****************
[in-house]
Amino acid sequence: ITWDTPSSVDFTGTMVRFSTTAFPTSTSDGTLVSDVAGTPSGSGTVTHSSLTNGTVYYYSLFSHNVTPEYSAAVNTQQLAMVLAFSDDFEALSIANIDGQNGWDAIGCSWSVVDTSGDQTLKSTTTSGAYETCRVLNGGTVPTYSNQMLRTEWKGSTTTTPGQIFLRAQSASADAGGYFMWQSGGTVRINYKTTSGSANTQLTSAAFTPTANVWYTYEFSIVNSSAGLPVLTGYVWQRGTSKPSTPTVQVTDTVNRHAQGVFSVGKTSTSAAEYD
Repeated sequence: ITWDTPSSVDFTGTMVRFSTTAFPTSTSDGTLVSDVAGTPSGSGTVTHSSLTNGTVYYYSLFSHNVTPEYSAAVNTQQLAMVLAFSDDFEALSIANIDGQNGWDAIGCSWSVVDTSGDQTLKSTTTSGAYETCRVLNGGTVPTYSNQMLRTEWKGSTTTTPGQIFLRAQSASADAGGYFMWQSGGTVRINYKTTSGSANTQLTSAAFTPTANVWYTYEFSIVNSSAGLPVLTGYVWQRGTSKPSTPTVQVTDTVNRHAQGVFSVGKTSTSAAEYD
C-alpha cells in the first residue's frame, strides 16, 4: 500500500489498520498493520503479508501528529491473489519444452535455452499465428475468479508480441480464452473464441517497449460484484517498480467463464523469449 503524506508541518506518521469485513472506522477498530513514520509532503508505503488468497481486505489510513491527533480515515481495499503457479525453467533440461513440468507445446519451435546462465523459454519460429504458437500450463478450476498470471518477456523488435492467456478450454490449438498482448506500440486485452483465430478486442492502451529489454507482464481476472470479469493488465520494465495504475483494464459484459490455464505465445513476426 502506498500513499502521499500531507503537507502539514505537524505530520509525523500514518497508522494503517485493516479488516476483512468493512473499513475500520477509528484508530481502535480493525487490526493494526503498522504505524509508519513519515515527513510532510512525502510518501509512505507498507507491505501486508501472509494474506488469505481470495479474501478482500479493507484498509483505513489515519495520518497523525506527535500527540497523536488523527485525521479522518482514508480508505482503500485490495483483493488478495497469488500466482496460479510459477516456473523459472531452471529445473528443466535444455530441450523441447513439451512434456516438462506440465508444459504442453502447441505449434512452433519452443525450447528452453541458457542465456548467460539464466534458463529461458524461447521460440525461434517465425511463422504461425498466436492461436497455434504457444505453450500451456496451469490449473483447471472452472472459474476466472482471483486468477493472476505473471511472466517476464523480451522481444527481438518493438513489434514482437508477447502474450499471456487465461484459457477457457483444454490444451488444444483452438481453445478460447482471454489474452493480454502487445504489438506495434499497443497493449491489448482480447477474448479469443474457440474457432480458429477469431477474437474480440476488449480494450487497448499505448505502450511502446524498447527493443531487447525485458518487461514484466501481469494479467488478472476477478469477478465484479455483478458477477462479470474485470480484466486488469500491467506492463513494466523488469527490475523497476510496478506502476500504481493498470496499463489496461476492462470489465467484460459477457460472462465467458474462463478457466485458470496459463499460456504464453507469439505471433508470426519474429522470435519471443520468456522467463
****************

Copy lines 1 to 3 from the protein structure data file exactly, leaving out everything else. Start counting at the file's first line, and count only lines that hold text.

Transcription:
[in-house]
Amino acid sequence: ITWDTPSSVDFTGTMVRFSTTAFPTSTSDGTLVSDVAGTPSGSGTVTHSSLTNGTVYYYSLFSHNVTPEYSAAVNTQQLAMVLAFSDDFEALSIANIDGQNGWDAIGCSWSVVDTSGDQTLKSTTTSGAYETCRVLNGGTVPTYSNQMLRTEWKGSTTTTPGQIFLRAQSASADAGGYFMWQSGGTVRINYKTTSGSANTQLTSAAFTPTANVWYTYEFSIVNSSAGLPVLTGYVWQRGTSKPSTPTVQVTDTVNRHAQGVFSVGKTSTSAAEYD
Repeated sequence: ITWDTPSSVDFTGTMVRFSTTAFPTSTSDGTLVSDVAGTPSGSGTVTHSSLTNGTVYYYSLFSHNVTPEYSAAVNTQQLAMVLAFSDDFEALSIANIDGQNGWDAIGCSWSVVDTSGDQTLKSTTTSGAYETCRVLNGGTVPTYSNQMLRTEWKGSTTTTPGQIFLRAQSASADAGGYFMWQSGGTVRINYKTTSGSANTQLTSAAFTPTANVWYTYEFSIVNSSAGLPVLTGYVWQRGTSKPSTPTVQVTDTVNRHAQGVFSVGKTSTSAAEYD